React is a Library V/S Angular is a Framework
Angular 4 is backward compatible with Angular 2 and beyond. Versions below Angular 2 are not backward compatible, however, and this is one of the drawbacks of Angular as a JS framework. React is a different story. React 16 is completely backward compatible with previous versions and even includes support for asynchronous rendering. It’s also completely open-source and licensed under MIT alongside GraphQL and Jest. Angular 2 is not backward compatible with AngularJS.
Applications using Angular 4 are robust in nature due to the usage of TypeScript. Although, Angular 4 could be difficult to learn for beginners when compared to React since it is a complete framework. However, the learning curve is smooth in Angularjs development, whereas with React, it becomes minimal when taken only the library into consideration.
However, when it comes to the usage and community support, Angular wins over React by a huge margin due to its credible backing. When comparing the raw figures, the number of tutorials and open-source contributions, Angular 4 wins over React which is behind in community contributions and collaborations. Angular is also globally used more than React.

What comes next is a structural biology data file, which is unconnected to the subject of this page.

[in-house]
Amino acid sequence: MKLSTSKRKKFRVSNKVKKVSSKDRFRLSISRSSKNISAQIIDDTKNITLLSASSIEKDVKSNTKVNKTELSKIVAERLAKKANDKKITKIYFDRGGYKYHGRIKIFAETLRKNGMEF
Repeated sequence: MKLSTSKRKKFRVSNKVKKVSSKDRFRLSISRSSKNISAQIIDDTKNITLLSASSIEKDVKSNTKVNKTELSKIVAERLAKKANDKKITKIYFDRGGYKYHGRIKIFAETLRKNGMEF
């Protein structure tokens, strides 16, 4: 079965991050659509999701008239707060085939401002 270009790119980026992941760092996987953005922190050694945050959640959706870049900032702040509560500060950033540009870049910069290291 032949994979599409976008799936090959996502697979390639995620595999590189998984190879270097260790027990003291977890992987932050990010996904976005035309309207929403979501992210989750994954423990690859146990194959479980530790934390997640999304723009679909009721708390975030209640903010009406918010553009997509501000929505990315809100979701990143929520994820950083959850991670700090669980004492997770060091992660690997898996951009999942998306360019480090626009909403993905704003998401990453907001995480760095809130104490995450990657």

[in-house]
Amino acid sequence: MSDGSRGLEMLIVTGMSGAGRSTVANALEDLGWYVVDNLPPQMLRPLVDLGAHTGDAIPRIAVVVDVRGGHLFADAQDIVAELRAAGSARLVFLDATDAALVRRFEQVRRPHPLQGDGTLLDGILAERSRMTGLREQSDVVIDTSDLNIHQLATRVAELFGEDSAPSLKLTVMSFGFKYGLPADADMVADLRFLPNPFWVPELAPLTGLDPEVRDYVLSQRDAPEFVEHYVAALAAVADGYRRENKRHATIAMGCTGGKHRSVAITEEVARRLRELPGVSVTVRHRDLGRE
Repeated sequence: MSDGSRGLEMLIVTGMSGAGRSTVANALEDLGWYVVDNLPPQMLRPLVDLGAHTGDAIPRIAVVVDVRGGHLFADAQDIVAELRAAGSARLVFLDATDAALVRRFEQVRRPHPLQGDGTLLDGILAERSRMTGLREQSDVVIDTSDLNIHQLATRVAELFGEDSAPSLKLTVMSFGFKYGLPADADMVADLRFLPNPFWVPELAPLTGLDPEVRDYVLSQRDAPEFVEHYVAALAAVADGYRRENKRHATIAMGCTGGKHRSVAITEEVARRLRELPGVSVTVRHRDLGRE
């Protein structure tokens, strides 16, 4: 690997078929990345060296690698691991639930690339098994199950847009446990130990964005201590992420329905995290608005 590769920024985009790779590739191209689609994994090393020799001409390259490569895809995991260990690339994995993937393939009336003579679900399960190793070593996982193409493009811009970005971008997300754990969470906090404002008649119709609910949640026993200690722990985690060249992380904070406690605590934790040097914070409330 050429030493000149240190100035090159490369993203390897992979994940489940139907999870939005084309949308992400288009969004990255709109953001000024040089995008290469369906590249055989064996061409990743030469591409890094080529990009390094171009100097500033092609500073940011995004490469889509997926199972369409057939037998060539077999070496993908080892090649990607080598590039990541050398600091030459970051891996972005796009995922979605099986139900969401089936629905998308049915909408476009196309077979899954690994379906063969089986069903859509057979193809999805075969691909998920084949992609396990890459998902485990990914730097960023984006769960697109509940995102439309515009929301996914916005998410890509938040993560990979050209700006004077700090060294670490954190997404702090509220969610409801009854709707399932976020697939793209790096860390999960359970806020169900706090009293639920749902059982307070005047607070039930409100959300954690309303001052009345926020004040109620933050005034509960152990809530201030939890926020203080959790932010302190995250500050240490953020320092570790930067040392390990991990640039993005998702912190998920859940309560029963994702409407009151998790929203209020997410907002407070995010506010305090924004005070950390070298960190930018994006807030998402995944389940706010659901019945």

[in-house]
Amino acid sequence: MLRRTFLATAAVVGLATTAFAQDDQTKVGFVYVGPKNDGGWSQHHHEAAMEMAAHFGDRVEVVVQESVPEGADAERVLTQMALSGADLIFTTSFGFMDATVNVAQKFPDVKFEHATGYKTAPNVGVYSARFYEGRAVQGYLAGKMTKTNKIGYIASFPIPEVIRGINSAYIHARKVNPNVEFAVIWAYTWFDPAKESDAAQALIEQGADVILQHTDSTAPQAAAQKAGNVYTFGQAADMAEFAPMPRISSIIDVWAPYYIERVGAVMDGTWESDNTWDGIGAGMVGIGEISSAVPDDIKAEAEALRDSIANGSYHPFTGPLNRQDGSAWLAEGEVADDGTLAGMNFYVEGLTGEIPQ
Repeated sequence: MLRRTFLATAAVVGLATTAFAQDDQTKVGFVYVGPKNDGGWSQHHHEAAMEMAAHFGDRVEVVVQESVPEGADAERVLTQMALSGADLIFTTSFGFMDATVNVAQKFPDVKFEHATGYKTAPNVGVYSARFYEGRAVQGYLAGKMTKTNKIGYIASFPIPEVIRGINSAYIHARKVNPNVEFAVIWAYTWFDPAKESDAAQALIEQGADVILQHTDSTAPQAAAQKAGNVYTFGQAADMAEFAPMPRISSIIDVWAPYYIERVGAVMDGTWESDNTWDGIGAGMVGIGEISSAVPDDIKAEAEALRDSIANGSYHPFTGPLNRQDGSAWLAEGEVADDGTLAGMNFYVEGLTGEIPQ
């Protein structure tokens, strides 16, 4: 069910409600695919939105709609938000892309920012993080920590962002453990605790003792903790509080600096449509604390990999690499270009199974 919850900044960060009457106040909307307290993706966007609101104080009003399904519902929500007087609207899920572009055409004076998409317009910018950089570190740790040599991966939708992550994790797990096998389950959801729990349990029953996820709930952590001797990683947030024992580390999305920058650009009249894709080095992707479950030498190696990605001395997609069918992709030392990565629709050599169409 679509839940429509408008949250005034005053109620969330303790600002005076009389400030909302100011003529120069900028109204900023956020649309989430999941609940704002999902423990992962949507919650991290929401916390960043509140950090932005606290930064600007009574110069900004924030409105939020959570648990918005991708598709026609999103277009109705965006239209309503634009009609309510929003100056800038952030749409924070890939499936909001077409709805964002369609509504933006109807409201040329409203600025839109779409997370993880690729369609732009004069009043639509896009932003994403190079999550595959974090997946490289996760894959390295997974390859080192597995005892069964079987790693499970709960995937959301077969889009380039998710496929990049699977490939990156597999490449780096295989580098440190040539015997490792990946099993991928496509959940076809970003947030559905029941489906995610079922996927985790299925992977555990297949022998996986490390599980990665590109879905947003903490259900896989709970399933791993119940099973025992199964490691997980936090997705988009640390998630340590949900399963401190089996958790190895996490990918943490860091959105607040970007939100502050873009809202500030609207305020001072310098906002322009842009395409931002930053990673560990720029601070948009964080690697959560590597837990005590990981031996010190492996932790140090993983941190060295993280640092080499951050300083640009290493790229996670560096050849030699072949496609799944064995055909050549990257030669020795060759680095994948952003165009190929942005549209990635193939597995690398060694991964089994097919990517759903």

In essence, The debate around React vs Angular is not gonna resolve anytime soon due to the pros and cons both posses like Angular is easy to scale up but takes time to deliver the project due to a relatively steeper learning curve and a lot of unnecessary syntax for simple things. This burns resources in terms of coding time and project deliveries. Whereas React takes up longer to set up than Angular but lets you create projects and build apps without much hassle though it lacks model and controller components. Thus, both have different use cases and are important in their own right. The selection of technology should be according to the project’s requirements and the resources that are deployed in the said project.